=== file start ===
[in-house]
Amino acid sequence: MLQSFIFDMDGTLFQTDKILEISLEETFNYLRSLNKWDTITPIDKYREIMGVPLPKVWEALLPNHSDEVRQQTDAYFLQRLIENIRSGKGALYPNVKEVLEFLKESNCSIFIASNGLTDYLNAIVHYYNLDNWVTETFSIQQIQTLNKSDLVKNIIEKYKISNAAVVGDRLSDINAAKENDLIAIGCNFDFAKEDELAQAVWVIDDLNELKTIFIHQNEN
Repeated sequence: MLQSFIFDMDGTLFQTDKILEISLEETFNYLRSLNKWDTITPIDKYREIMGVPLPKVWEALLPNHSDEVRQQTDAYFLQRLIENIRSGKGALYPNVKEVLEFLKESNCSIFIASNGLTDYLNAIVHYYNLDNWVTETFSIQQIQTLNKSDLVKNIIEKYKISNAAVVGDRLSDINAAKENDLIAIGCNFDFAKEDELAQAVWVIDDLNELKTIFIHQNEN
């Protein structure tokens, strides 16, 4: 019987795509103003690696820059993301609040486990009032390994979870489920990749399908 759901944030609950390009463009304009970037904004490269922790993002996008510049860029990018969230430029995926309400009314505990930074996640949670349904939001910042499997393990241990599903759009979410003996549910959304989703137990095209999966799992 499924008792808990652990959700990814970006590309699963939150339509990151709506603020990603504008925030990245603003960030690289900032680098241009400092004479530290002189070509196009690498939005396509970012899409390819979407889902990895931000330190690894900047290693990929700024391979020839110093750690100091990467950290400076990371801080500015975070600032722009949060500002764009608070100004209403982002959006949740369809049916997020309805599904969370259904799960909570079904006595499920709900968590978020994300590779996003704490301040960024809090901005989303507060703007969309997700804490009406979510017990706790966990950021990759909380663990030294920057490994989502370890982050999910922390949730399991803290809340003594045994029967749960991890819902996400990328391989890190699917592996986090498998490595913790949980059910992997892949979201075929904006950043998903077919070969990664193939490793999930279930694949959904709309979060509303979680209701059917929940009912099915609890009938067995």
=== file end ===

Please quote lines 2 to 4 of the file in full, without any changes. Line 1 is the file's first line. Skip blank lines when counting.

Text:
Amino acid sequence: MLQSFIFDMDGTLFQTDKILEISLEETFNYLRSLNKWDTITPIDKYREIMGVPLPKVWEALLPNHSDEVRQQTDAYFLQRLIENIRSGKGALYPNVKEVLEFLKESNCSIFIASNGLTDYLNAIVHYYNLDNWVTETFSIQQIQTLNKSDLVKNIIEKYKISNAAVVGDRLSDINAAKENDLIAIGCNFDFAKEDELAQAVWVIDDLNELKTIFIHQNEN
Repeated sequence: MLQSFIFDMDGTLFQTDKILEISLEETFNYLRSLNKWDTITPIDKYREIMGVPLPKVWEALLPNHSDEVRQQTDAYFLQRLIENIRSGKGALYPNVKEVLEFLKESNCSIFIASNGLTDYLNAIVHYYNLDNWVTETFSIQQIQTLNKSDLVKNIIEKYKISNAAVVGDRLSDINAAKENDLIAIGCNFDFAKEDELAQAVWVIDDLNELKTIFIHQNEN
């Protein structure tokens, strides 16, 4: 019987795509103003690696820059993301609040486990009032390994979870489920990749399908 759901944030609950390009463009304009970037904004490269922790993002996008510049860029990018969230430029995926309400009314505990930074996640949670349904939001910042499997393990241990599903759009979410003996549910959304989703137990095209999966799992 499924008792808990652990959700990814970006590309699963939150339509990151709506603020990603504008925030990245603003960030690289900032680098241009400092004479530290002189070509196009690498939005396509970012899409390819979407889902990895931000330190690894900047290693990929700024391979020839110093750690100091990467950290400076990371801080500015975070600032722009949060500002764009608070100004209403982002959006949740369809049916997020309805599904969370259904799960909570079904006595499920709900968590978020994300590779996003704490301040960024809090901005989303507060703007969309997700804490009406979510017990706790966990950021990759909380663990030294920057490994989502370890982050999910922390949730399991803290809340003594045994029967749960991890819902996400990328391989890190699917592996986090498998490595913790949980059910992997892949979201075929904006950043998903077919070969990664193939490793999930279930694949959904709309979060509303979680209701059917929940009912099915609890009938067995």